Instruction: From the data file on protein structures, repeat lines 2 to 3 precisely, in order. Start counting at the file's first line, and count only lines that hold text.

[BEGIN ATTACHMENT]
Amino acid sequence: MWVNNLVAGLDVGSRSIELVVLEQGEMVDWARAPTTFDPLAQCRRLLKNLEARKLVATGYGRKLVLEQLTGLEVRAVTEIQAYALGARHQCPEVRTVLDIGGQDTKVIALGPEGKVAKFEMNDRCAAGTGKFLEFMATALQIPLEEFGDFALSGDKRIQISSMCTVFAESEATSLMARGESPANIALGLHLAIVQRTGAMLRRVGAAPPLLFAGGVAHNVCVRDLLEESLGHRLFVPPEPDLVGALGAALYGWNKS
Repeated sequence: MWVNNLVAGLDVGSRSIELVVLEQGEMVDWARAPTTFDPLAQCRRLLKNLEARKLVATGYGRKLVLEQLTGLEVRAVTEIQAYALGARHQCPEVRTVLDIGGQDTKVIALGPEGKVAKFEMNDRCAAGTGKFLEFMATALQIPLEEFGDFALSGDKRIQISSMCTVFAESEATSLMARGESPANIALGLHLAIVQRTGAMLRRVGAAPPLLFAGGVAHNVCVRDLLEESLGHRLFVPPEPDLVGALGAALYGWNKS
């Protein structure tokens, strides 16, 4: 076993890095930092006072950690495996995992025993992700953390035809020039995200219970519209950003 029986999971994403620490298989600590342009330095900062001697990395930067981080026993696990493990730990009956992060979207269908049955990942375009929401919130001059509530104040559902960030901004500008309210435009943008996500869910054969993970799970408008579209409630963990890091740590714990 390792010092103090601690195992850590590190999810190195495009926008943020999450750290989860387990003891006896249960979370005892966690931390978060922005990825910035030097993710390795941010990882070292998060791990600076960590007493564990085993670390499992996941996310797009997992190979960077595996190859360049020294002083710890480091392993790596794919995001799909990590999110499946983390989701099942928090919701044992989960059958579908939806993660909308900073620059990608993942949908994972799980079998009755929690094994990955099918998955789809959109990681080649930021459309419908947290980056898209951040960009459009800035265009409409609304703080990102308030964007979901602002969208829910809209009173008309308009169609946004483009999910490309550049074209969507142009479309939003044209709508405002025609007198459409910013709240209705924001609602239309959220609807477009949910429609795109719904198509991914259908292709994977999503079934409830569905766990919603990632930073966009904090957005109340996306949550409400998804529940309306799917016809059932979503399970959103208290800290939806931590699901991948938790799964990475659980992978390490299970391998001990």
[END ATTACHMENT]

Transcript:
Repeated sequence: MWVNNLVAGLDVGSRSIELVVLEQGEMVDWARAPTTFDPLAQCRRLLKNLEARKLVATGYGRKLVLEQLTGLEVRAVTEIQAYALGARHQCPEVRTVLDIGGQDTKVIALGPEGKVAKFEMNDRCAAGTGKFLEFMATALQIPLEEFGDFALSGDKRIQISSMCTVFAESEATSLMARGESPANIALGLHLAIVQRTGAMLRRVGAAPPLLFAGGVAHNVCVRDLLEESLGHRLFVPPEPDLVGALGAALYGWNKS
């Protein structure tokens, strides 16, 4: 076993890095930092006072950690495996995992025993992700953390035809020039995200219970519209950003 029986999971994403620490298989600590342009330095900062001697990395930067981080026993696990493990730990009956992060979207269908049955990942375009929401919130001059509530104040559902960030901004500008309210435009943008996500869910054969993970799970408008579209409630963990890091740590714990 390792010092103090601690195992850590590190999810190195495009926008943020999450750290989860387990003891006896249960979370005892966690931390978060922005990825910035030097993710390795941010990882070292998060791990600076960590007493564990085993670390499992996941996310797009997992190979960077595996190859360049020294002083710890480091392993790596794919995001799909990590999110499946983390989701099942928090919701044992989960059958579908939806993660909308900073620059990608993942949908994972799980079998009755929690094994990955099918998955789809959109990681080649930021459309419908947290980056898209951040960009459009800035265009409409609304703080990102308030964007979901602002969208829910809209009173008309308009169609946004483009999910490309550049074209969507142009479309939003044209709508405002025609007198459409910013709240209705924001609602239309959220609807477009949910429609795109719904198509991914259908292709994977999503079934409830569905766990919603990632930073966009904090957005109340996306949550409400998804529940309306799917016809059932979503399970959103208290800290939806931590699901991948938790799964990475659980992978390490299970391998001990």